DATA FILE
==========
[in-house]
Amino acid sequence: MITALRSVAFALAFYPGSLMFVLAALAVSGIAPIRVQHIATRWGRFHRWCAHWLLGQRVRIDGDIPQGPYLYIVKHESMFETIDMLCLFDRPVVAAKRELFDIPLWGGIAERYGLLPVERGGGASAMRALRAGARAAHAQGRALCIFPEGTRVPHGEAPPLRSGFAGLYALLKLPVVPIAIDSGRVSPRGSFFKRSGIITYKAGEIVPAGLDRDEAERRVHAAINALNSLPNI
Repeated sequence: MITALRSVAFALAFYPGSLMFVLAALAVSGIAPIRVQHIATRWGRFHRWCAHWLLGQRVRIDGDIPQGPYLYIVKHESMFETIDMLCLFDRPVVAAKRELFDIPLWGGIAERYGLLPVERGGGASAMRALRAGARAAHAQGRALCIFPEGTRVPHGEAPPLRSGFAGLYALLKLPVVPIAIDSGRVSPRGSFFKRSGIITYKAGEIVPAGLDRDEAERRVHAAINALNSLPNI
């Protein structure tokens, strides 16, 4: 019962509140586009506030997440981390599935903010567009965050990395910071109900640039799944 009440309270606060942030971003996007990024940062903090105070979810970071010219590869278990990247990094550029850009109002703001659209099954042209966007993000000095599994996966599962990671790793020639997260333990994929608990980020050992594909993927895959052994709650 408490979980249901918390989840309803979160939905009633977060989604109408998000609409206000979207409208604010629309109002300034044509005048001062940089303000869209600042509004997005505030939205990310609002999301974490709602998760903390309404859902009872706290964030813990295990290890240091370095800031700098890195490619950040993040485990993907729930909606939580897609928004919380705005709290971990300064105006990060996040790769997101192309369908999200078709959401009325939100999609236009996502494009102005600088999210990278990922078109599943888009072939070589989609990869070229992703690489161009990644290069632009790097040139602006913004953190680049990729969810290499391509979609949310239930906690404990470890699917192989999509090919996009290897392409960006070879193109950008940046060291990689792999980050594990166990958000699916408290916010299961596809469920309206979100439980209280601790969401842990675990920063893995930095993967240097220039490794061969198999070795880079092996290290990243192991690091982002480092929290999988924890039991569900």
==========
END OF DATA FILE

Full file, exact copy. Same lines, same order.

[in-house]
Amino acid sequence: MITALRSVAFALAFYPGSLMFVLAALAVSGIAPIRVQHIATRWGRFHRWCAHWLLGQRVRIDGDIPQGPYLYIVKHESMFETIDMLCLFDRPVVAAKRELFDIPLWGGIAERYGLLPVERGGGASAMRALRAGARAAHAQGRALCIFPEGTRVPHGEAPPLRSGFAGLYALLKLPVVPIAIDSGRVSPRGSFFKRSGIITYKAGEIVPAGLDRDEAERRVHAAINALNSLPNI
Repeated sequence: MITALRSVAFALAFYPGSLMFVLAALAVSGIAPIRVQHIATRWGRFHRWCAHWLLGQRVRIDGDIPQGPYLYIVKHESMFETIDMLCLFDRPVVAAKRELFDIPLWGGIAERYGLLPVERGGGASAMRALRAGARAAHAQGRALCIFPEGTRVPHGEAPPLRSGFAGLYALLKLPVVPIAIDSGRVSPRGSFFKRSGIITYKAGEIVPAGLDRDEAERRVHAAINALNSLPNI
């Protein structure tokens, strides 16, 4: 019962509140586009506030997440981390599935903010567009965050990395910071109900640039799944 009440309270606060942030971003996007990024940062903090105070979810970071010219590869278990990247990094550029850009109002703001659209099954042209966007993000000095599994996966599962990671790793020639997260333990994929608990980020050992594909993927895959052994709650 408490979980249901918390989840309803979160939905009633977060989604109408998000609409206000979207409208604010629309109002300034044509005048001062940089303000869209600042509004997005505030939205990310609002999301974490709602998760903390309404859902009872706290964030813990295990290890240091370095800031700098890195490619950040993040485990993907729930909606939580897609928004919380705005709290971990300064105006990060996040790769997101192309369908999200078709959401009325939100999609236009996502494009102005600088999210990278990922078109599943888009072939070589989609990869070229992703690489161009990644290069632009790097040139602006913004953190680049990729969810290499391509979609949310239930906690404990470890699917192989999509090919996009290897392409960006070879193109950008940046060291990689792999980050594990166990958000699916408290916010299961596809469920309206979100439980209280601790969401842990675990920063893995930095993967240097220039490794061969198999070795880079092996290290990243192991690091982002480092929290999988924890039991569900």